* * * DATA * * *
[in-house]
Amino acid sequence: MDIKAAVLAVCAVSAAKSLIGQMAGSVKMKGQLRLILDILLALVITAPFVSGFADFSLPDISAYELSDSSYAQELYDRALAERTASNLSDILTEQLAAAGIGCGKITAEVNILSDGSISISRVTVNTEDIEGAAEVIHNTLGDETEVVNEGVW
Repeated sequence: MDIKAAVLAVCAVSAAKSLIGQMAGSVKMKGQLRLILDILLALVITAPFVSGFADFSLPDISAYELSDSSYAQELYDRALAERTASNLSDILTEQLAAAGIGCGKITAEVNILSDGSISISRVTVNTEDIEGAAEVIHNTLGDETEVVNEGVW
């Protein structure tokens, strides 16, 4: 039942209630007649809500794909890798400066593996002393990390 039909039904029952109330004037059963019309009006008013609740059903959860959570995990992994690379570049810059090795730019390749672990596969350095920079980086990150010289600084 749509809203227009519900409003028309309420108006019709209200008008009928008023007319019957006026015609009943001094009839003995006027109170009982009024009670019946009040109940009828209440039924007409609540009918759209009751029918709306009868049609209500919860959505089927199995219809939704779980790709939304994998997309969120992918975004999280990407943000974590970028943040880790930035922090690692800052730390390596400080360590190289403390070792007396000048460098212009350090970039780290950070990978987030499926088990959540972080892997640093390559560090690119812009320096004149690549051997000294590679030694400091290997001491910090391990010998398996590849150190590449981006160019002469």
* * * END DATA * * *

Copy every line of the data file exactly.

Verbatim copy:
[in-house]
Amino acid sequence: MDIKAAVLAVCAVSAAKSLIGQMAGSVKMKGQLRLILDILLALVITAPFVSGFADFSLPDISAYELSDSSYAQELYDRALAERTASNLSDILTEQLAAAGIGCGKITAEVNILSDGSISISRVTVNTEDIEGAAEVIHNTLGDETEVVNEGVW
Repeated sequence: MDIKAAVLAVCAVSAAKSLIGQMAGSVKMKGQLRLILDILLALVITAPFVSGFADFSLPDISAYELSDSSYAQELYDRALAERTASNLSDILTEQLAAAGIGCGKITAEVNILSDGSISISRVTVNTEDIEGAAEVIHNTLGDETEVVNEGVW
């Protein structure tokens, strides 16, 4: 039942209630007649809500794909890798400066593996002393990390 039909039904029952109330004037059963019309009006008013609740059903959860959570995990992994690379570049810059090795730019390749672990596969350095920079980086990150010289600084 749509809203227009519900409003028309309420108006019709209200008008009928008023007319019957006026015609009943001094009839003995006027109170009982009024009670019946009040109940009828209440039924007409609540009918759209009751029918709306009868049609209500919860959505089927199995219809939704779980790709939304994998997309969120992918975004999280990407943000974590970028943040880790930035922090690692800052730390390596400080360590190289403390070792007396000048460098212009350090970039780290950070990978987030499926088990959540972080892997640093390559560090690119812009320096004149690549051997000294590679030694400091290997001491910090391990010998398996590849150190590449981006160019002469």